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last updated: 3/4/2012

Scholarly, Popular, and Trade Publications

A scholarly journal contains articles and letters written by scholars to report results of research and other scholarly activities. For most academic papers, scholarly articles are excellent and preferred sources for supporting your arguments. For a more comprehensive definition of what constitutes a scholarly journal, see Yale University's Writing Center page.

A trade publication or trade journal is a periodical or magazine printed with the intention of target marketing to a specific industry or type of trade/business. Trade journals typically contain advertising content focused on the industry in question with little if any general-audience advertising. They also generally contain industry-specific job notices.

A popular magazine contains nformation, especially articles, written to entertain or inform the general public.

Use the following criteria to determine whether an article comes from a scholarly journal, a trade publication, or a popular magazine: Accountability, Audience, Author, Content, Graphics, Language, Layout & Organization, References.


Scholarly Journal

Trade Publication

Popular Magazine


Journal of the American Society for Information Science and Technology

Architectural Record

Time Magazine


Peer-reviewed (also called refereed) journals refer only to those scholarly journals that submit articles to several other scholars, experts, or academics (peers) in the field for review and comment.

Reviewers verify the article's information as well as the validity of the article's argument and must agree that the article represents properly conducted original research or writing before it can be published.

Articles are evaluated by editorial staff who may be experts in the field, not peer-reviewed.

Generally published by commercial enterprises or individuals, although some emanate from specific professional organizations.

Articles are evaluated by editorial staff, not experts in the field.

Edited for format and style.


The scholarly researcher, faculty and students.

Professionals in the field and the interested non-specialist.

The general public and the interested non-specialist.


Articles are written by experts in the field.

Include author credentials.

Affiliations of authors are listed, usually at the bottom of the first page or at the end of the article.

Articles may be written by a member of the editorial staff, a scholar or a free lance writer.

Author is usually a professional in the field, sometimes a journalist with subject expertise.

Article may be written by a member of the editorial staff or a free lance writer.

Author is frequently a journalist paid to write articles; may or may not have subject expertise.


Articles contain an abstract (descriptive summary of the article contents) before the main text of the article.

Often report original research and reviews while expanding on existing theories.

Offer critiques on previously published materials.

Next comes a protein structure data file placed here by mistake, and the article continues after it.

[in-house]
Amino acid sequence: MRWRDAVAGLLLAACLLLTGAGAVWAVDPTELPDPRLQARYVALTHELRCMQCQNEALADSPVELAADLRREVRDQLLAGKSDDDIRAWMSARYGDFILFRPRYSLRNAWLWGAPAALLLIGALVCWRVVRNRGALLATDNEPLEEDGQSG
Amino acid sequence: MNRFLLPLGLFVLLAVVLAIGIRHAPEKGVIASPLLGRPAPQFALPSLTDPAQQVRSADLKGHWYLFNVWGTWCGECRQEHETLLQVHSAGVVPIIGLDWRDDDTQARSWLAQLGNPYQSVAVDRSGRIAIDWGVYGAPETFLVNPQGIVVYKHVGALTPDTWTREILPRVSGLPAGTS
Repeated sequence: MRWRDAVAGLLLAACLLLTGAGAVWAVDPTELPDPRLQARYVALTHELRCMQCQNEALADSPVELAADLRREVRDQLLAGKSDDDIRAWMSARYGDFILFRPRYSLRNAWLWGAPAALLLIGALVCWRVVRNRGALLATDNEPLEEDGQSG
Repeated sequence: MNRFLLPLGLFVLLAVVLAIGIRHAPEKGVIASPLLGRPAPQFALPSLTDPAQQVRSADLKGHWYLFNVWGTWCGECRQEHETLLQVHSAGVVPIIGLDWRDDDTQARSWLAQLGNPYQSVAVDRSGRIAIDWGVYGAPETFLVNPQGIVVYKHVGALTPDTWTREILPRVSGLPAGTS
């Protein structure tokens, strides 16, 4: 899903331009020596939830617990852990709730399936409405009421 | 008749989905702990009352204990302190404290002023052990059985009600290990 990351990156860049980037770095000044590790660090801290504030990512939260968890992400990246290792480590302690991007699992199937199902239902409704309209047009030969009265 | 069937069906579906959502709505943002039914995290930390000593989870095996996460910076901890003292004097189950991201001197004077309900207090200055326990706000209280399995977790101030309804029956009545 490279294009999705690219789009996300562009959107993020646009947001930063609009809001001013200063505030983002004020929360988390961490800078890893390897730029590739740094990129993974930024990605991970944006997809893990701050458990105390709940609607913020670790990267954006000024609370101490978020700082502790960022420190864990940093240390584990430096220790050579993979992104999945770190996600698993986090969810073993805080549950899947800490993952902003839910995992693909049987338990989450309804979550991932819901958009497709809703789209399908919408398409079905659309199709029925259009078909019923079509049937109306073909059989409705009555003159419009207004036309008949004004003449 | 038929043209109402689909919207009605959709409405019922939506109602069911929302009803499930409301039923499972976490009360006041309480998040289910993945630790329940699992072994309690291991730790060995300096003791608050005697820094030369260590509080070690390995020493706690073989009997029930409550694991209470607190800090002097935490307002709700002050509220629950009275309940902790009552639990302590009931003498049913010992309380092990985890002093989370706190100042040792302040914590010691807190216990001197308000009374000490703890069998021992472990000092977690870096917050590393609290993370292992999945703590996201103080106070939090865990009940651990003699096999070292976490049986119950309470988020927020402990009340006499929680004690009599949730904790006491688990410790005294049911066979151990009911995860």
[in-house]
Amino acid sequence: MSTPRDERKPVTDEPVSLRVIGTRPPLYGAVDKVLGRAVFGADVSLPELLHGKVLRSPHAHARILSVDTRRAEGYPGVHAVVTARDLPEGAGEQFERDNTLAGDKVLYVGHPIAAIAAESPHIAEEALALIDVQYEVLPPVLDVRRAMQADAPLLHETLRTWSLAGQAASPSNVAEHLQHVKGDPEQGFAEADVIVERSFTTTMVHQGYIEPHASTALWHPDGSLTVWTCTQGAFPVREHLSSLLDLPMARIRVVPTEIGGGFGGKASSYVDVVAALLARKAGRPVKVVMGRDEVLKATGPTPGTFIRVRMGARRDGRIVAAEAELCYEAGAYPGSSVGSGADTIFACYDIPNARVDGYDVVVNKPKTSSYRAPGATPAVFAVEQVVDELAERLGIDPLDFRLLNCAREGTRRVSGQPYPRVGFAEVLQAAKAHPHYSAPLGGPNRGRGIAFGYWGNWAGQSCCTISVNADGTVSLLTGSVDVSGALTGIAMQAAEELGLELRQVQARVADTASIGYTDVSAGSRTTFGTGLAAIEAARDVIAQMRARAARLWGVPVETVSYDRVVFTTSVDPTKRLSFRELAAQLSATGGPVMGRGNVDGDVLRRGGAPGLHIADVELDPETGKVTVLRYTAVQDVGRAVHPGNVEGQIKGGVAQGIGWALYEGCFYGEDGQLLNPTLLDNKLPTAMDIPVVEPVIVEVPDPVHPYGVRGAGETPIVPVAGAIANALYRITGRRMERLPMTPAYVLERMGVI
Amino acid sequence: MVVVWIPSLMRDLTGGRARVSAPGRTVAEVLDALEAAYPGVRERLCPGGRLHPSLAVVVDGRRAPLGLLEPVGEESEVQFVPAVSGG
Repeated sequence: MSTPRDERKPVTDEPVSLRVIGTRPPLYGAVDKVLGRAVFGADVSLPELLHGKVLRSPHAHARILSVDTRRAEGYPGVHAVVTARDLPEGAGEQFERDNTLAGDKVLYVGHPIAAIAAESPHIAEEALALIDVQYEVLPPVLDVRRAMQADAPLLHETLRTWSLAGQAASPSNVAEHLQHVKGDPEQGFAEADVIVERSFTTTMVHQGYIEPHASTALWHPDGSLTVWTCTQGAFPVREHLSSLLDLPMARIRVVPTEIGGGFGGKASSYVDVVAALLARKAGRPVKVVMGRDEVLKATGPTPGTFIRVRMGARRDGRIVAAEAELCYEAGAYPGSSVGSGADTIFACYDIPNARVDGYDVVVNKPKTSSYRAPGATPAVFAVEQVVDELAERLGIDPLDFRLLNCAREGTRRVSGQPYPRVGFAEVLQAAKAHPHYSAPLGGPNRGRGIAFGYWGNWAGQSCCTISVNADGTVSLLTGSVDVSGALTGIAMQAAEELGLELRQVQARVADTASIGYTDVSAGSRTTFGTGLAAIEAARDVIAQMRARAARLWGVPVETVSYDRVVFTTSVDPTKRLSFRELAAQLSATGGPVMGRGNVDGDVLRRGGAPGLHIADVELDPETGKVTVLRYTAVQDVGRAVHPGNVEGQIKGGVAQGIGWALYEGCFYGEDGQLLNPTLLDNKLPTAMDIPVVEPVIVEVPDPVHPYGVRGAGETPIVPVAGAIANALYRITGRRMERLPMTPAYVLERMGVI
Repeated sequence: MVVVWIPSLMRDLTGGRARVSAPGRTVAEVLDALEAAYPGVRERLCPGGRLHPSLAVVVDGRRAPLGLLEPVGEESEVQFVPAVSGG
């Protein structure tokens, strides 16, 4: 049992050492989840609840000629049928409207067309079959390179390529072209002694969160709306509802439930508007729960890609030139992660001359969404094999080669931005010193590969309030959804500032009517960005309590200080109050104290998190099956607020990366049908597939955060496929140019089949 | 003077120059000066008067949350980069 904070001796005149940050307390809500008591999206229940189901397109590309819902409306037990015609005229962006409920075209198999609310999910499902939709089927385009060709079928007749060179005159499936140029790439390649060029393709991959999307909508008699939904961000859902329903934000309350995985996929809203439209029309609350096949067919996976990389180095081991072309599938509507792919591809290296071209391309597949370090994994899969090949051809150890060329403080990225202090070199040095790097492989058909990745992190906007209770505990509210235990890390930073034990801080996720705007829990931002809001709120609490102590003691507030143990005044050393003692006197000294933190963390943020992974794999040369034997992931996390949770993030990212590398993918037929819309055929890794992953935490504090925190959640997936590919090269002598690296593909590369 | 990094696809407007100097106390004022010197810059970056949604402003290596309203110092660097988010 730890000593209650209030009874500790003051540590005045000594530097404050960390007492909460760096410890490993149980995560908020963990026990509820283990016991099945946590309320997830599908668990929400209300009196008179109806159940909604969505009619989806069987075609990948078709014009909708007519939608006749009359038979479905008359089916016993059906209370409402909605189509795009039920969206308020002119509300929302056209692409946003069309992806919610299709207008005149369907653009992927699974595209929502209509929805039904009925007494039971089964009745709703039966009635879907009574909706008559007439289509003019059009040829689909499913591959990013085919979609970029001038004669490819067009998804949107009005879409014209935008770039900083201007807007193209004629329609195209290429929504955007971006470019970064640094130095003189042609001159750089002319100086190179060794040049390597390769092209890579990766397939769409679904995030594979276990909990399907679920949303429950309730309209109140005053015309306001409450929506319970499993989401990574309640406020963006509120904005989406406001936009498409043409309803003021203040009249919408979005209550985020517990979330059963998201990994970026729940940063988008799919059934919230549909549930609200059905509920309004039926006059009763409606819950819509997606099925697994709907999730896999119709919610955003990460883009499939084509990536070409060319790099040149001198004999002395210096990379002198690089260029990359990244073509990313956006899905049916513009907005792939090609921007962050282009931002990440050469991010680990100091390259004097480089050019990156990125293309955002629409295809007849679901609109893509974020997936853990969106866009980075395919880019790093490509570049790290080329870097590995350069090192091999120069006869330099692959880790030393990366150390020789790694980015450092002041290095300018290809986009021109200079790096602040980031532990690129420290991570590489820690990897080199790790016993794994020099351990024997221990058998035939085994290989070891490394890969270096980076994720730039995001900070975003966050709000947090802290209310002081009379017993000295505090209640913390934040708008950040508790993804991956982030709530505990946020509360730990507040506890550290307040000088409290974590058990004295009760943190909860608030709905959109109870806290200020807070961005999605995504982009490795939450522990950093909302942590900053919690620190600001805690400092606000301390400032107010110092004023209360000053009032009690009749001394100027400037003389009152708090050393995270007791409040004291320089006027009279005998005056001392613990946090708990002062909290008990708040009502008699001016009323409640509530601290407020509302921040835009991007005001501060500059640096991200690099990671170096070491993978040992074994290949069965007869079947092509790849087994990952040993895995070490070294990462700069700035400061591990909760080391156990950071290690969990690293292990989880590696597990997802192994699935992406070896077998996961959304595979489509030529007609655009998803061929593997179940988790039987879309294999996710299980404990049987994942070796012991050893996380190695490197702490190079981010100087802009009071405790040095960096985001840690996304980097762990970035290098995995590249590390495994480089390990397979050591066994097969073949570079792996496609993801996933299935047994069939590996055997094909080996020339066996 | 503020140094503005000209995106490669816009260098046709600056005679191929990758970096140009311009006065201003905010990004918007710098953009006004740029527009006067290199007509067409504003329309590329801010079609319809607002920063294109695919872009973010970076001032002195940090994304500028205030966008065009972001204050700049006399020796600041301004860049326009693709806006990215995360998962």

Report current news, trends and products in a specific industry.

Include practical information for professionals working in the field or industry.

Cover notices about people, organizations, new publications, conferences, and topical issues in a field

Articles are typically a secondary discussion of someone else's research; may include personal narrative or opinion.

Cover news, current events, hobbies or special interests.


Illustrations are few and support the text, typically in the form of charts, graphs and maps.

Few or no advertisements.

Photographs, graphics and charts.

Publications often contain trade-related advertisements targeted to professionals in the field.

Publications are slick and attractive in appearance with color graphics.

Contain lots of glossy advertisements and photographs.


Specialized terminology or jargon of the field.

Assume that the reader is familiar with the subject.

Specialized terminology or jargon of the field, but not as technical as a scholarly journal.

Geared to any educated audience with an interest in the field.

Articles are usually very short and written in simple language.

Vocabulary is general and easily understandable to most readers.

Language is geared for any educated audience, and does not assume familiarity with the subject matter.

Layout & Organization

Very structured.

Includes the article abstract, goals and objectives, methodology, results (evidence), discussion, conclusion, and bibliography.

Page numbers are consecutive throughout the volume.

Example: Issue 1 will end on page 455; Issue 2 will begin on page 456.


Articles organized like a journal or a newsletter.

Typically use glossy paper.

Very informal.

May include non-standard formatting.

May not present supporting evidence or a conclusion.


Quotes and facts are verifiable.

Sources are always cited in the form of footnotes or bibliographies.

Bibliographies are generally lengthy and cite other scholarly writings.

Occasionally include brief bibliographies.

Not required to report any research results.

Sources are sometimes cited, but do not usually include footnotes or a bibliography

Information is often second or third hand and the original source is rarely mentioned.


Annals of Mathematics

Journal of Abnormal Psychology

Hisotry of Education Quarterly

Architectural Record

PC World

Psychology Today

Sports Illustrated

National Geographic




Need additional help? For further assistance with any topic you can always Ask a Librarian.

last updated: 3/4/2012